Geneva led King for 31 minutes and 52 seconds of Tuesday's second-round clash at the West Chicago Wildcat Turkey Classic.
Unfortunately for the Vikings, King was ahead for the last eight seconds.
Jaguars guard Zion Morgan stripped the ball from a Geneva ballhandler, then found Delon Statam with a long pass downcourt that Statam converted into a breakaway layup with eight seconds left in the fourth quarter. The basket pushed King in front 68-66, and the Jaguars held on for victory when Geneva's ensuing 3-point attempt and follow-up tip-in both rimmed out as time expired.
The win breathed new life into the Chicago Public League school (1-1) after a tournament-opening loss to Lake Zurich Monday marred by five players fouling out.
On the other hand, the Vikings (1-1) struggled to deal with the disappointment of seeing a game slip through their fingers that they controlled from start to nearly finish. The main culprit for Geneva was committing 29 turnovers, including 22 in the second half, against the Jaguars' switching 2-1-2 and 1-2-2 full-court zone defensive pressure and traps.
"It was a result of us not acting like a veteran team," Geneva coach Phil Ralston said. "Facing their pressure, we made silly passes, took quick shots, played with a lack of poise and threw up desperation layups instead of pulling the ball out and setting up our offense. We also went 1 for 5 at the foul line down the stretch. The biggest problem was turnovers. Whenever you turn the ball over 29 times, you take 29 possessions away from yourselves. That's 29 possessions where we couldn't score. It doesn't matter how good you shoot the ball. It's very hard to overcome that many lost possessions."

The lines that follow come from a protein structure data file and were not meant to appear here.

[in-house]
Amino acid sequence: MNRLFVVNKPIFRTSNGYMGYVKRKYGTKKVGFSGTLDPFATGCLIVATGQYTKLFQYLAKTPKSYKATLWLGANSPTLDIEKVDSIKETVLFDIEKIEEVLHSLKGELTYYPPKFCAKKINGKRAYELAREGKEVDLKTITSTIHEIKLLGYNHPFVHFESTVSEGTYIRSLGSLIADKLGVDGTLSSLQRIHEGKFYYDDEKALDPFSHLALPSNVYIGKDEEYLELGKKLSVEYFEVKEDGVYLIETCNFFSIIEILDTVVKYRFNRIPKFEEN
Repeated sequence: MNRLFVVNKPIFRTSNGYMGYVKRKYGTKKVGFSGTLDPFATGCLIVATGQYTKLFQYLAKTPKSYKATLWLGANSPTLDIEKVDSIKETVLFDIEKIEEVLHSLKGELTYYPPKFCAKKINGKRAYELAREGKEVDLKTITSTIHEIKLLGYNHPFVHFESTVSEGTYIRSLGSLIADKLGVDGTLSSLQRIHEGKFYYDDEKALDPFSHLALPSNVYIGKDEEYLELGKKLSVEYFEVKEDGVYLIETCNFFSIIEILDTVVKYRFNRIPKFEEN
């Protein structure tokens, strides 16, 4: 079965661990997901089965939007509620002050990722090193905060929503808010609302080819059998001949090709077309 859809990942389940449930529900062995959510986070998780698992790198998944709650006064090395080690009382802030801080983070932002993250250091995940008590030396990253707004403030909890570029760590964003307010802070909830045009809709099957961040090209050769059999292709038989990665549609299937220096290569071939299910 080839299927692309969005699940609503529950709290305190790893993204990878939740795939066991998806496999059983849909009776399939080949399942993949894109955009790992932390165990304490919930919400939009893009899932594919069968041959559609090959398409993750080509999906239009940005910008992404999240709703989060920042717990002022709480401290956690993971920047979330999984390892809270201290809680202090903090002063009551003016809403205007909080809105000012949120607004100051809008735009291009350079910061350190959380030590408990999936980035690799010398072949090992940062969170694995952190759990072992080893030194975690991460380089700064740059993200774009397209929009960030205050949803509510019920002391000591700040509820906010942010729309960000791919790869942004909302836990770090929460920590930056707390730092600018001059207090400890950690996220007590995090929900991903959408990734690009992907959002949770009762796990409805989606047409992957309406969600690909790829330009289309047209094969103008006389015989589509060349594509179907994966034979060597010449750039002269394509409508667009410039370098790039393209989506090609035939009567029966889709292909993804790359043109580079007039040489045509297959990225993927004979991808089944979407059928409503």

Geneva handled King's full-court pressing style with little resistance for much of the first half. The Vikings' game plan was to patiently run their disciplined half-court offense to slow down the Jaguars while keeping King out of the lane and contesting shots on defense. Geneva executed its strategy to near perfection in the opening quarter, bolting to a 20-6 lead. The Vikes shot 9 for 11, pounded the ball inside repeatedly and limited King to 3-for-11 shooting and no fast-break points.
"Geneva is a very good team," King coach Culumber Ball said. "I'd be surprised if they aren't ranked at some point this season. They're well coached, have good shooters, are big inside and can score in a variety of ways. They came out with a lot more intensity than we did."
The Jaguars substituted five reserves into the lineup to start the second quarter, and the second unit sparked the team, forcing six turnovers, speeding up the pace of the game and helping King draw within 35-28 at halftime. King continued harassing Geneva ballhandlers and swarming passing lanes in the second half, eventually erasing a 63-50 fourth-quarter deficit by outscoring the Vikings 18-3 in the final 3:27. The Jaguars caused seven turnovers in that span.
"Our guys played with great heart. They never gave up even when we trailed by double digits," Ball said.
"Geneva beat us good last year in this tournament," said Morgan, who paced King with a career-high 21 points. "Today we wanted to show the kind of team we really are. Geneva is a really good team and was favored to win the tournament, so we were eager to pull the upset."
The loss spoiled a career-best 27-point performance by Nate Navigato. The 6-foot-7 forward poured in nine second-quarter points and 14 in the third quarter, hitting 10 of 14 shots, 4 for 4 free throws and a trio of 3-pointers.
"Nate did a lot of outstanding things tonight," Ralston said of the versatile junior, who already owns scholarship offers from Northern Illinois and UIC. "It's a shame on a night when a player of Nate's caliber has a career game that we couldn't do the things necessary to win. When your best player has a career game, you should win."
Geneva will look to bounce back and keep its tournament title hopes alive against Lake Zurich at 3:30 p.m. Wednesday.